Accident rates and ICBC injury payouts have risen sharply in B.C. in recent years. (Black Press files)

ICBC cash reserves fall below B.C. government requirements

Attorney General David Eby changes rules to allow rate increase to be considered

Rising crash claims and injury payouts have depleted the Insurance Corporation of B.C.’s cash reserves below the province’s standard, forcing the province to exempt the Crown corporation from the rules to allow reforms.

Attorney General David Eby said he eased the cash reserve regulations to allow ICBC to apply to the B.C. Utilities Commission for a rate increase it is already collecting, and possibly additional increases.

“The rule in B.C. is that ICBC has to have 100 per cent match between the amount of money they have in the bank and the claims they are aware of,” Eby told reporters at the B.C. legislature Wednesday. “ICBC doesn’t have that. They have about 54 cents in the bank for every dollar of claim that they’re aware of. So we had to change the rule in order to appear in front of the utilities commission to lay out the changes that we’re doing with ICBC to get it back on track financially.”

The province announced earlier this month cost-cutting changes that include a $5,500 limit on payouts for pain and suffering claims, to take effect in April 2019.

In 2013, ICBC had $1.45 in the bank for every dollar of claims, but the situation has eroded due to an 80 per cent increase in injury claim costs in the past seven years.

RELATED: ICBC to cap injury payouts to stem losses

Eby intends to present legislation this spring to limit minor injury payouts, and also double the maximum benefit for serious injury claims from $150,000 to $300,000. With cost-containing measures a year away, it is not yet clear how much insurance rates will have to rise as ICBC estimates a $1.3 billion shortfall for the current year.

A 6.4 per cent increase in basic insurance took effect on an interim basis in November, with an additional increase to optional insurance resulting in an eight per cent jump in cost for vehicle owners who get both types of coverage from ICBC.

A consultant’s report released last summer suggested that ICBC rates could go up 30 per cent by 2019 if changes are not made.


@tomfletcherbc
tfletcher@blackpress.ca

Like us on Facebook and follow us on Twitter.

Just Posted

Sleep out aims to help homeless youth

Joseph Richard Group is fundraising for an annual sleep out to help youth get off the streets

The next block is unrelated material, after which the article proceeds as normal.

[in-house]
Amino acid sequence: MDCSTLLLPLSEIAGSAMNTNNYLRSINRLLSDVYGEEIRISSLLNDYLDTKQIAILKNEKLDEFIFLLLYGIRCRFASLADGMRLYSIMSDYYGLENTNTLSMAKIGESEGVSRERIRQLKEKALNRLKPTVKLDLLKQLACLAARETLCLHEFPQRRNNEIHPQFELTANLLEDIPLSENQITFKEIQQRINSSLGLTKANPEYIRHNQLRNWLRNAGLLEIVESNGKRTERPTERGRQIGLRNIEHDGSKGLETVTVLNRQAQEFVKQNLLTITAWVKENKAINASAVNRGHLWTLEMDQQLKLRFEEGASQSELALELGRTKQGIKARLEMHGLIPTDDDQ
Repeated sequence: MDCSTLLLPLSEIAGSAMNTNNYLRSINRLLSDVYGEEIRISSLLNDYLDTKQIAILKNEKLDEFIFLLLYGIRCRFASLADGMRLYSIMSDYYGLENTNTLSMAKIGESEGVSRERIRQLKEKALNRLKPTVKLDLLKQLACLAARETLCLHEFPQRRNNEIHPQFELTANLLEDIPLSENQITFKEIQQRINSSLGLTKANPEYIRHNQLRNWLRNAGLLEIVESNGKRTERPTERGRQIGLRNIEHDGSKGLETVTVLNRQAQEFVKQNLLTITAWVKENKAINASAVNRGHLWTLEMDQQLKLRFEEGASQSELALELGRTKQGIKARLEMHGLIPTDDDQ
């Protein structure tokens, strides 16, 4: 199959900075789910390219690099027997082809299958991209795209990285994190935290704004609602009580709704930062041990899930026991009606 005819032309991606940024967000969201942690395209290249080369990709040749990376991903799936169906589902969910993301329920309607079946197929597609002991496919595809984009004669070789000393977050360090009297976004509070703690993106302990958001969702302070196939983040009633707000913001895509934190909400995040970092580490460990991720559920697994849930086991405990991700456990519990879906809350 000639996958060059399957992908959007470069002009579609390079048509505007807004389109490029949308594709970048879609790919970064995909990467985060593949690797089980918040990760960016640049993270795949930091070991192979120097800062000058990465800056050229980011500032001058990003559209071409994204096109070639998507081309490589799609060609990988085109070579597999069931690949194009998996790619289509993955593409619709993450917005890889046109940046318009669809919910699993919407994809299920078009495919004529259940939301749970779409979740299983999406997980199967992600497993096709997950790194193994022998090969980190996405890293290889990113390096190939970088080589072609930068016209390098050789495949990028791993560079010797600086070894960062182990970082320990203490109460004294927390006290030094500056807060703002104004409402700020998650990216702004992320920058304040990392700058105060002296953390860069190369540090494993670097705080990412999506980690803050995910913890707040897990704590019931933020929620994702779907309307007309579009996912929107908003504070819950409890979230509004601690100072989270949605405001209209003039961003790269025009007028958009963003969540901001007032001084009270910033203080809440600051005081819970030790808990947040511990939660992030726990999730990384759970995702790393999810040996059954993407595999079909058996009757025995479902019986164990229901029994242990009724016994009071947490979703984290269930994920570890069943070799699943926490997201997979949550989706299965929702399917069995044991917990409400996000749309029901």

Vaudeville keeps senior actors young, active

The Vaudevillians ready to storm the stage with ‘As Time Goes By’

Free ‘hoops’ fun brings Aldergrove youths together

Aldergrove Basketball Club revives the sport at Aldergrove Secondary

Aldergrove grad students prepare ‘spooktacular’ event

‘Haunted House’ event Oct. 27-28 will benefit Aldergrove Secondary ‘dry grad’

UPDATE: Stolen parcel returned to Fernridge woman

Courtney Thomas has had three thefts on her property since moving to Fernridge six months ago

B.C. NDP retreats again on empty-home tax for urban areas

Rate reduced for all Canadians, dissident mayors to get annual meeting

B.C. woman looks to reduce stigma surrounding weed-smoking moms

Shannon Chiarenza, a Vancouver mom of two, started weedmama.ca to act as a guide for newcomers to legal cannabis, specifically mothers

B.C. teen gives away tickets to Ellen Degeneres show, plans O Canada welcome

The Grade 9 student wanted to give away tickets in the spirit of inclusivity

Canada’s top general takes aim at new reports of military sexual assault

Gen. Jonathan Vance is unhappy some troops continue to ignore his order to cease all sexual misconduct

Online fundraiser to cover funeral costs of motorcyclist killed in collision

Larry Nizio, 37, died after crash with pickup truck Oct. 12 in Abbotsford

Ignoring climate change poses potential catastrophe for B.C.

Fisheries scientist says ‘extraordinary challenges’ in water management lie ahead

B.C. grow ops left in legal weeds post-legalization

“I think people are going to get a big surprise that it’s not going to change things much.”

Most Read